- New introductions commissioned from todays top writers and scholars
- Biographies of the authors
- Chronologies of contemporary historical, biographical, and cultural events
- Footnotes and endnotes
- Selective discussions of imitations, parodies, poems, books, plays, paintings, operas, statuary, and films inspired by the work
- Comments by other famous authors
- Study questions to challenge the readers viewpoints and expectations
- Bibliographies for further reading
- Indices & Glossaries, when appropriate
At a time when most black women were slaves or servants and even white women were expected to sit quietly in the corner, Sojourner Truth transformed herself from a runaway slave to a well-known campaigner for abolition and women’s rights. Born a slave in New York State around 1797 and given the name Isabella by her owner, she had already fled to freedom when New York’s 1827 anti-slavery law officially emancipated her. Deeply religious, she adopted the name Sojourner Truth and became a traveling lay preacher and lecturer. Though she was illiterate, her extraordinary speaking skills electrified audiences and brought her widespread fame.
Sojourner Truth dictated her Narrative to fellow feminist and abolitionist, Olive Gilbert. First published in 1850, it reveals the striking differences between slavery in the North and in the South. For example, while hideous conditions could be found in either region, Northern slaves were much more isolated from other African-Americans, and therefore more psychologically dependent upon their masters.
An essential document of American history, Narrative of Sojourner Truth swirls with the fiery insights of this complex, accomplished, and magnetic woman, a preacher and a suffragist, and one of our most consummately human figures.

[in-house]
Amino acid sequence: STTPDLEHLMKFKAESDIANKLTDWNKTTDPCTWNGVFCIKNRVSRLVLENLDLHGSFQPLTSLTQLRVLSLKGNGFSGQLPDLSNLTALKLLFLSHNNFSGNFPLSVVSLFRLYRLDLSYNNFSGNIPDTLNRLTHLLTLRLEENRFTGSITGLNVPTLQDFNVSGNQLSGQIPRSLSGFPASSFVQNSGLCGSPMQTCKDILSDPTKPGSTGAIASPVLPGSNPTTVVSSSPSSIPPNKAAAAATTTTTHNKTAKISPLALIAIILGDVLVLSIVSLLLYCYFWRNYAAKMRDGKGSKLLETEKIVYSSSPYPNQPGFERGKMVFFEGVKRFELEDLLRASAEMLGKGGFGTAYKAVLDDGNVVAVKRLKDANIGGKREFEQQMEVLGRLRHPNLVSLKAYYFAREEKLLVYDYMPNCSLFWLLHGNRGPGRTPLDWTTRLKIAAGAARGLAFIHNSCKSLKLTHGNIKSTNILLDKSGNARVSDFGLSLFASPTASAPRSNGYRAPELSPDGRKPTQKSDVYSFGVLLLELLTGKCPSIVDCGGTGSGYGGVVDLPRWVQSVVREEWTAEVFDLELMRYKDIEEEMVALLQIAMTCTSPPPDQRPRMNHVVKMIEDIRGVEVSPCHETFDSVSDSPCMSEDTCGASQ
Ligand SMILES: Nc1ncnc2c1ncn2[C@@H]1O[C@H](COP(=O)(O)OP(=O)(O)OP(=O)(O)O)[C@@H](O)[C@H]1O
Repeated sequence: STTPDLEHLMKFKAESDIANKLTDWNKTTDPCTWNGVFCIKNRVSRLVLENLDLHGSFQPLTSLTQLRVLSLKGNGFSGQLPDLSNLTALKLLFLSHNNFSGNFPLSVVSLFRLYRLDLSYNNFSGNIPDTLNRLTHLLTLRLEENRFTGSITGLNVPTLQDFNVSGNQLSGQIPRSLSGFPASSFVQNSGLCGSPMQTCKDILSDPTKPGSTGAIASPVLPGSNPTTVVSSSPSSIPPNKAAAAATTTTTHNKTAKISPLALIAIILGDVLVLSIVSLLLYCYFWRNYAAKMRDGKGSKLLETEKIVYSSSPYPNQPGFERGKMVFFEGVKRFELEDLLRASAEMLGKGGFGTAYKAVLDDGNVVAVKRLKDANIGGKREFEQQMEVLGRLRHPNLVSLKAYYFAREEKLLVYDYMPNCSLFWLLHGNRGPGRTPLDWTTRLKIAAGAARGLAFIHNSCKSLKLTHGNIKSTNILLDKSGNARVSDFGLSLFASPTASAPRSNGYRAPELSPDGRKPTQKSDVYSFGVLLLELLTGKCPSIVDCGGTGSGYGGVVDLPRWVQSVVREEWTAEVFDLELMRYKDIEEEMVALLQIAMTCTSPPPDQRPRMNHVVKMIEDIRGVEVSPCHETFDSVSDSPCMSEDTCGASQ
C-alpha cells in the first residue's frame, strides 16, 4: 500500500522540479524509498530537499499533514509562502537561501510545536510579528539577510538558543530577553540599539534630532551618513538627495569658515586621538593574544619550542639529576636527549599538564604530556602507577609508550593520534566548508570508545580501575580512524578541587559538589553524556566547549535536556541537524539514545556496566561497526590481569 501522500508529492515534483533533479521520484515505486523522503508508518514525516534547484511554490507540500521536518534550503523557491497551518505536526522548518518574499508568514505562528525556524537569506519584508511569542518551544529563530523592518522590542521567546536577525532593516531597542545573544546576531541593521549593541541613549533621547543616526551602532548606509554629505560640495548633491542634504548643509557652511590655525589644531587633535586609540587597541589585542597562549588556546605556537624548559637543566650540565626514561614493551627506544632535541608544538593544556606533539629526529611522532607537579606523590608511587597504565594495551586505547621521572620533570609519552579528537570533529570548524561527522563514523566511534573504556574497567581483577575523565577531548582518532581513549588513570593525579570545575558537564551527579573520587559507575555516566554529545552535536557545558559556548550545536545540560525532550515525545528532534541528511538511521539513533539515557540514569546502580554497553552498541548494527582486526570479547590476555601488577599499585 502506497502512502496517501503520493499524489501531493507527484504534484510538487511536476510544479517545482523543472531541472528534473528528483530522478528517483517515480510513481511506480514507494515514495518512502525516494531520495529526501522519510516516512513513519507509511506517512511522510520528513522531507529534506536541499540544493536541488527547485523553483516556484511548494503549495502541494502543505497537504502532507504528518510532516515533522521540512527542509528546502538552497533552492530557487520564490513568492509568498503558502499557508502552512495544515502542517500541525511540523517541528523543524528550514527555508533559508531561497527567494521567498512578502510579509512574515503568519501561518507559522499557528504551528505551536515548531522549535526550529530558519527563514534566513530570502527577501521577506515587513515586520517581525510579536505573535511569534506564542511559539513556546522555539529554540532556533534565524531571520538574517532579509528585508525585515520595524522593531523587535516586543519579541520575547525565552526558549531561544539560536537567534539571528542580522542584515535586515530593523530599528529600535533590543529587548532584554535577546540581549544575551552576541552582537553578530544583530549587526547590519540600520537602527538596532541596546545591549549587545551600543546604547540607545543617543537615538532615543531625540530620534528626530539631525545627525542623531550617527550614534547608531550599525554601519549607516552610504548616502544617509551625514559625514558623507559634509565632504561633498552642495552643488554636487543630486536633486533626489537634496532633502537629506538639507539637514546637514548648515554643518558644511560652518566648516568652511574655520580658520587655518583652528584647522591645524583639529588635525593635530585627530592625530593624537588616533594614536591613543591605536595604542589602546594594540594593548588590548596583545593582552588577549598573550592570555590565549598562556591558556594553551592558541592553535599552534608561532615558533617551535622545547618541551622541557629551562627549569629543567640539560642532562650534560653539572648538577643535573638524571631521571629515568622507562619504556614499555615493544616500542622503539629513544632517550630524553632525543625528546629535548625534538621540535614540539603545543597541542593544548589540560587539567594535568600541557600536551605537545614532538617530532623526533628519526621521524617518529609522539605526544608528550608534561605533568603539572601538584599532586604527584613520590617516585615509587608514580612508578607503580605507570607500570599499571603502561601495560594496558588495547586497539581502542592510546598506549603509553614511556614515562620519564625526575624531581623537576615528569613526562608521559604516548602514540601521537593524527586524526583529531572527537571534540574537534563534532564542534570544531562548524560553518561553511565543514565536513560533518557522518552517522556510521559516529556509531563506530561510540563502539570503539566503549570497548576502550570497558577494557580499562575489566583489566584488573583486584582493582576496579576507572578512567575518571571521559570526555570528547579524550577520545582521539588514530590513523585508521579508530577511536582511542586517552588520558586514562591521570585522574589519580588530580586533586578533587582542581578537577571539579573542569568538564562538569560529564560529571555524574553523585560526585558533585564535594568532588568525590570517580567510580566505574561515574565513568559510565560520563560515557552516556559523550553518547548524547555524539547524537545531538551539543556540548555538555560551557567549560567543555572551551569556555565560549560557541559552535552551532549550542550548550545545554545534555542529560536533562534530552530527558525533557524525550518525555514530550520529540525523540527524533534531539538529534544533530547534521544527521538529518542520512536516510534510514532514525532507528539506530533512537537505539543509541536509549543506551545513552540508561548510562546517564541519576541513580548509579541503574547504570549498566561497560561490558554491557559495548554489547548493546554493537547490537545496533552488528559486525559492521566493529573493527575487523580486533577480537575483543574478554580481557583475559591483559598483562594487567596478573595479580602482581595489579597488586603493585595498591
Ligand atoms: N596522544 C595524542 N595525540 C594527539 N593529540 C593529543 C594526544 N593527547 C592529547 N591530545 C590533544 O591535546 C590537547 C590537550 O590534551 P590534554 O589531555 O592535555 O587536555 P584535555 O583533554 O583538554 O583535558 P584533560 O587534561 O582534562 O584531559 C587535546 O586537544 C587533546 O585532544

Imani Perry is an assistant professor of law at Rutgers Law School in Camden, New Jersey. She holds a Ph.D. from the Harvard Program in the History of American Civilization and a J.D. from Harvard Law School. Perry is the author of numerous scholarly articles on the intersection of law and literature in African American cultural history, and the role of aesthetics in African American political discourse. Her book Prophets of the Hood: Politics and Poetics in Hip Hop was published by Duke University Press in 2004.
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From Imani Perry’s Introduction to Narrative of Sojourner Truth
The reader of the Narrative should remember that in many ways it is a biography rather than an autobiography. The Narrative was written by Olive Gilbert, sitting at Truth’s proverbial knee, and treats Truth’s life from her birth until her forties. Gilbert was a woman Truth met while a member of the Northampton Association of Education and Industry (1843–1846), a progressive intentional community in Northampton, Massachusetts. Intentional communities were comprised of people who chose to live cooperatively, according to shared ideals that were often rooted in a set of theological or philosophical beliefs. The members of the Northampton Association operated a collectively owned silk mill and believed in equal rights for women and African Americans; they were advocates of abolition.
The Narrative was first published in 1850 at Truth’s own expense and predated her celebrity as an abolitionist, although she had delivered her first antislavery lecture six years earlier. While the Narrative speaks little of her abolitionism, it reveals much of her life’s mission. Sojourner Truth first and foremost was a woman who lived an evangelical life. It is through her vision of Godly purpose that she came, later in life, to abolitionism. Indeed, one of her most famous, and well verified, comments was one in which religion dramatically dovetailed with abolitionism. At an antislavery meeting in Faneuil Hall in Boston, Massachusetts, Truth listened to Frederick Douglass, who, despondent at the persistence and growth of antebellum slavery, advocated taking up arms in defense of the enslaved. Truth’s poignant response to his fervor was, “Frederick, is God dead?”—thus silencing the brilliant and famous abolitionist with her pious conviction.